Five things to watch in Detroit GOP presidential debate
Three Republican presidential candidates will again share a debate stage with front-runner Donald Trump, this time Thursday night in Detroit, and the stakes couldn’t be higher.
U.S. Sens. Ted Cruz and Marco Rubio as well as Ohio Gov. John Kasich will continue competing to be the party’s alternative to Trump, the billionaire businessman who has racked up an early delegate lead in his march toward the Republican Party’s nomination. Detroit native and retired neurosurgeon Ben Carson said Wednesday he won’t attend the debate, effectively bowing out of the presidential contest.
Here are five things to watch for when the candidates face off at 9 p.m. Thursday on the Fox News Channel in a live debate from Detroit’s historic Fox Theatre:
■Rubio vs. Trump Part II: After largely avoiding Trump for months, the Florida senator has begun aggressively attacking the bombastic New York billionaire, calling him a “con artist” for some of his business practices and policy positions. Trump has responded in kind, calling Rubio “little Marco” and “the loser of the night” in Tuesday’s 12-state Super Tuesday contests (before Rubio won Minnesota).
Rubio has been hammering Trump in recent days for refusing to denounce an implicit endorsement from Ku Klux Klan leader David Duke during a Sunday CNN interview. Trump claimed ignorance of what Duke, a former KKK grand dragon, stood for. But in a Friday appearance in Texas and at other events since the CNN interview, Trump has curtly disavowed the Duke endorsement.
Expect Rubio to reignite that fire. In a Wednesday Detroit News editorial board interview, he said he couldn’t believe Trump had difficult disavowing Duke in the CNN interview.
■Cruz’s case: Cruz won his home state of Texas and neighboring Oklahoma, re-energizing a campaign that had gone winless since the Feb. 1 Iowa caucuses. But he didn’t have the great showing in other Southern states that his campaign once promised to win, losing to Trump in Alabama, Arkansas, Georgia, Tennessee and Virginia.
“Cruz’s pathway at this stage in the game is very limited. This is a guy who was going to sweep through the southern states,” Republican consultant Paul Welday said Wednesday.
But with the second-highest number of delegates, Cruz will likely argue that he is better suited to go one-on-one against Trump as he tries to nudge Rubio and Kasich to the campaign exit door. Cruz also has signaled he will go after Trump for the front-runner’s less-than-conservative past policy pronouncements on anything from abortion to national health care.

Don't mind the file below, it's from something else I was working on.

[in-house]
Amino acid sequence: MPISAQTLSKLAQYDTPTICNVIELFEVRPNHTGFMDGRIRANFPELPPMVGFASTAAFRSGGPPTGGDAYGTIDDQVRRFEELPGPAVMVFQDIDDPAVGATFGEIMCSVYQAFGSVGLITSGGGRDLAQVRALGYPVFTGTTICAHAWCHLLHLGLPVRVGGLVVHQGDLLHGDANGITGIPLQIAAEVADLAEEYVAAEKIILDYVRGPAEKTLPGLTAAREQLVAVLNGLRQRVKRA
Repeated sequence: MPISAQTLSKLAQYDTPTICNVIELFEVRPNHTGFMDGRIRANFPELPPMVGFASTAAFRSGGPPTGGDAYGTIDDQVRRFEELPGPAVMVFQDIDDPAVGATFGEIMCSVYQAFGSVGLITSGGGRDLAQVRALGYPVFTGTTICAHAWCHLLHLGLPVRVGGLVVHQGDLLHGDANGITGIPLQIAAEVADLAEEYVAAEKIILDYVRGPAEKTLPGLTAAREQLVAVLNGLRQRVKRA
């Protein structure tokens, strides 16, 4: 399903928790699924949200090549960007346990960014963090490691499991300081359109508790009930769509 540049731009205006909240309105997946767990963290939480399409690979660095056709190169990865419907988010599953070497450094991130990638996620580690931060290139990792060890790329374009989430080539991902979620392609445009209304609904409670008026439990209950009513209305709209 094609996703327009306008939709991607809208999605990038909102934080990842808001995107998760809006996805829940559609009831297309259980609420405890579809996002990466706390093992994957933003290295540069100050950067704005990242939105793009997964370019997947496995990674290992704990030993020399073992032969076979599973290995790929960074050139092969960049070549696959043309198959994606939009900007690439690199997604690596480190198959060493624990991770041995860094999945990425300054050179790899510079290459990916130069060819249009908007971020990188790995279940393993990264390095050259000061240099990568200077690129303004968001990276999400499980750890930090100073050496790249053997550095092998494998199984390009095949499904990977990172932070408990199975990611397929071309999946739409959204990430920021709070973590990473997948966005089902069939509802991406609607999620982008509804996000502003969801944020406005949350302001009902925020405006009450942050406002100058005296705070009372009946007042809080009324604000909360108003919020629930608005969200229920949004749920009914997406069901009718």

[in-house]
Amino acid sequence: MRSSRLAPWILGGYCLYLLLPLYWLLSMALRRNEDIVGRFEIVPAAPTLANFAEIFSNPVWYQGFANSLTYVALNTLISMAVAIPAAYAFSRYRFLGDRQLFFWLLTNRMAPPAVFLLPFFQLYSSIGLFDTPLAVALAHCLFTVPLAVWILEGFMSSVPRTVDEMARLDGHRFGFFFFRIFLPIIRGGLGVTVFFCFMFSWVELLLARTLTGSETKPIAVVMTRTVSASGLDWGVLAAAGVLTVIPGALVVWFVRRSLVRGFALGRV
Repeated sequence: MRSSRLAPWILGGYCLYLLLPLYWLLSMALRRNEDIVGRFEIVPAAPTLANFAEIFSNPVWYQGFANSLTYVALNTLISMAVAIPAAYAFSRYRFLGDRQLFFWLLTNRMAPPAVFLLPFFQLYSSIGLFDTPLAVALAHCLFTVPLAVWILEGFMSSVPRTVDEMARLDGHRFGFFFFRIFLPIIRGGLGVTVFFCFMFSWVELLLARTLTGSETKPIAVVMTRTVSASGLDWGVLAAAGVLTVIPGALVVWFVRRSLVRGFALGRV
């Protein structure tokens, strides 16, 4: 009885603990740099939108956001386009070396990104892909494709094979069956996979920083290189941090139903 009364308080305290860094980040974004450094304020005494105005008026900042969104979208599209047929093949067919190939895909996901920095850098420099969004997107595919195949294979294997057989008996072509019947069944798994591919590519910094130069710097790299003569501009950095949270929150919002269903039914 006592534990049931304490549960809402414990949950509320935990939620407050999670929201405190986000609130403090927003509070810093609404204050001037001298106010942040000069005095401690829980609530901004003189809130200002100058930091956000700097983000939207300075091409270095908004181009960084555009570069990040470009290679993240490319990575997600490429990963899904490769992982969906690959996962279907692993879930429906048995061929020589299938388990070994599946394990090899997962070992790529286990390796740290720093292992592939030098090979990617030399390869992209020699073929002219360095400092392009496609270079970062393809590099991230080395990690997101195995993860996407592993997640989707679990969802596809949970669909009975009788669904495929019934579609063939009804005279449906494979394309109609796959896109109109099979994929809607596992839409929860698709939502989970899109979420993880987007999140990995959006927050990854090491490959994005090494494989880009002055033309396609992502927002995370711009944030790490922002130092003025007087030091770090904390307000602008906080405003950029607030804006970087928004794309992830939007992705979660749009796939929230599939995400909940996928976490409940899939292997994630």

■Avoiding the fight: Ohio Gov. John Kasich has steered clear of sparring with other candidates in past debates, opting to talk about his record and position himself as the alternative to the downright personal insults Trump, Rubio and Cruz have recently been trading.
Kasich will likely stay on message Thursday night, talking about the 400,000 jobs Ohio has gained since he took office in 2011 and making a Midwesterner appeal to residents of a neighboring Rust Belt state. He also hasn’t won any primaries or caucuses.
■Auto industry: Trump has railed against Ford Motor Co. off and on for months, including in a Detroit News interview, over the Dearborn automaker’s expansion of manufacturing facilities in Mexico. He has gone so far as to threaten a punitive 35 percent tax on Ford for every car or part the company builds in Mexico and ships back to the United States — a move that would require congressional approval.
Expect him to raise this issue while the candidates debate trade policy.
The debate moderators could raise the 2008-09 auto bailout and where each candidate stood on the rescue of General Motors and Chrysler. It could give Cruz or Rubio the chance to criticize Trump for first supporting the bailout as a New York businessman before becoming more neutral as a candidate for president.
■Flint: The debate is in Detroit, but the lead-contaminated water in the state’s second-largest black-majority city is on the minds of Michiganians.
State Democratic Party Chairman Brandon Dillon said Thursday that Republican presidential hopefuls have “either dodged, deflected, been evasive or pretended they didn’t know anything about it. I don’t think they can pretend not to know anything any longer.” Candidates have addressed the issue when asked, but it is not a pressing issue on the campaign trail because it involves the Republican administration of Gov. Rick Snyder.
One of the Fox News debate moderators, Bret Baier, told The Detroit News that Fox usually asks at least one question about an issue relevant to the state where a debate is held. And Baier noted he asked Kasich about Flint in a prior debate.
Jonathan Oosting contributed.
Time: 9 p.m.
Where: Fox News Channel
Other ways to follow the debate: The Detroit News will provide a running summary of the questions and candidate answers at detroitnews.com